★★½ Rewatched 01 Jul, 2020
I’ve seen all Bruce Lee‘s movies (as well as the wannabes & copycats) many times as a kid in the cinema and on the TV, but for some reason, I have not watched them as an adult except Enter the Dragon (1973) and The Big Boss (1971). Rewatching Game of Death probably after 30+ years was an interesting experience, to say the least. I vaguely remember his last movie was not completed and they had to use some tricks to get around it, but I completely forgot he just did three fights in the pagoda at the very end. Without those, this movie would barely deserve 2/5 stars since the exposition is pretty boring and badly acted. This was the time when fighters were not trained actors and vice versa, so you either get bad acting and good fights or the other way around. I would not say Bruce was a great actor, but his charisma was so amazing that rivaled even his “out of this world” martial arts skills. I have to admit that in the locker room scene I was almost fooled it was Bruce in a couple of shots, so I had to look it up because the fight moves looked a lot like the way Bruce fights as opposed to the mediocre skill of his look-alike in all the other scenes where his face is not covered.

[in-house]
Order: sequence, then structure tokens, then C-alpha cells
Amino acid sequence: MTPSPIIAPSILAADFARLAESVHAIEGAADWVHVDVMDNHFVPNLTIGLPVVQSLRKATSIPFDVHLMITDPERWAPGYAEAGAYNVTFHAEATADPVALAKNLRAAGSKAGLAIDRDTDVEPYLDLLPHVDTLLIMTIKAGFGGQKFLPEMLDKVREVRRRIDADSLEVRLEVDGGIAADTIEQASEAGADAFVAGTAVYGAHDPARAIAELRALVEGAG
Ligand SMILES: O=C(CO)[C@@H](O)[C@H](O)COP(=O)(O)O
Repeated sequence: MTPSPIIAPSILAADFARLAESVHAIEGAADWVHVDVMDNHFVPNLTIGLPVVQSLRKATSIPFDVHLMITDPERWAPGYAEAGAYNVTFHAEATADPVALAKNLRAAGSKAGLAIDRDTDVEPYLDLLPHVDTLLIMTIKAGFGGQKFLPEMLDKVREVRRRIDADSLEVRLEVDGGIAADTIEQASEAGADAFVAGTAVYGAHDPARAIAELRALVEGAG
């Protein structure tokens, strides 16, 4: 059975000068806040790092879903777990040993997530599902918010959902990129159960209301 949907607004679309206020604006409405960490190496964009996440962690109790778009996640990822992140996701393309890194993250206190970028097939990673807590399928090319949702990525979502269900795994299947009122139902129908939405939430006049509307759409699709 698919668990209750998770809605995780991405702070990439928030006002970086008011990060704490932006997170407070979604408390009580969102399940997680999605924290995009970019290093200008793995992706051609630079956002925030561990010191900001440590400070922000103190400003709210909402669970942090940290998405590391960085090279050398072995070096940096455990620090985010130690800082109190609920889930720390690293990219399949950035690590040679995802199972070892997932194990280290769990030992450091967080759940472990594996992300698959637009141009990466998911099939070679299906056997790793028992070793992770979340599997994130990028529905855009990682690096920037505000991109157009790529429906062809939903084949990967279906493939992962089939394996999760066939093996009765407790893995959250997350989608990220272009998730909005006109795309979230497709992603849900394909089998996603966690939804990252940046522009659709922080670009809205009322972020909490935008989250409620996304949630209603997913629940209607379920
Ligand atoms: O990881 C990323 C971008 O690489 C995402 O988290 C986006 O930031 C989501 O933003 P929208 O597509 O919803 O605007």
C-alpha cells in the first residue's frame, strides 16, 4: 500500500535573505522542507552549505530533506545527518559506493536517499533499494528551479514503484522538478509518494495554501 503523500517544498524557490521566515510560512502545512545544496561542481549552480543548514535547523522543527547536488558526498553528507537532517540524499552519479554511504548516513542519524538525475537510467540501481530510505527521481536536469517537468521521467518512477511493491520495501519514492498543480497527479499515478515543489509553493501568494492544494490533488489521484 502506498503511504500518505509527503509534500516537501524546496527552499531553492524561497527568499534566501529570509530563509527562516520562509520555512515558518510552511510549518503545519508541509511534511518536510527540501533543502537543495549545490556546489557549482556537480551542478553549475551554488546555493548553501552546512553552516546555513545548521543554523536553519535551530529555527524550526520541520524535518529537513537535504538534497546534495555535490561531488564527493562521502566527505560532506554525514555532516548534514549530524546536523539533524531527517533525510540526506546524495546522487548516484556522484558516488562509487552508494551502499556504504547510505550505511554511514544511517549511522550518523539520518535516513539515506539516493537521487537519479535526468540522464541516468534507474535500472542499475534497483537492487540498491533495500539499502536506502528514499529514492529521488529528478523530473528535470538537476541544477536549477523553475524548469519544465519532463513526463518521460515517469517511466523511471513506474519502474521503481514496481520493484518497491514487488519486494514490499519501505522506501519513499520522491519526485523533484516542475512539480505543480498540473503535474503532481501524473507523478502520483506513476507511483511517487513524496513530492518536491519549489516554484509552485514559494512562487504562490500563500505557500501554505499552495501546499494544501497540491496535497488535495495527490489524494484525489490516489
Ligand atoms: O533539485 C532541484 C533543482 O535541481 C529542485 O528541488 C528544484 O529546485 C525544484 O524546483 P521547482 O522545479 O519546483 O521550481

As a kid fascinated with anything that had to do with martial arts I did not notice most of the things I talked about in this review. Not on a conscious level at least. I do remember feeling something was off, just couldn’t put my little inexperienced finger on it. It is interesting what 15 years of karate training bestows on you, the almost Matrix-like power of perceiving the fights in slow motion and spotting little mistakes or the difference in skill level between the untrained actors and stuntmen/women. It is honestly cringy from today’s perspective (there’s a scene with a cardboard cutout face of Bruce Lee that has to be seen to believe it) and not worth the watch except for the last 10-15 minutes when real Bruce Lee shows up. And that part is glorious!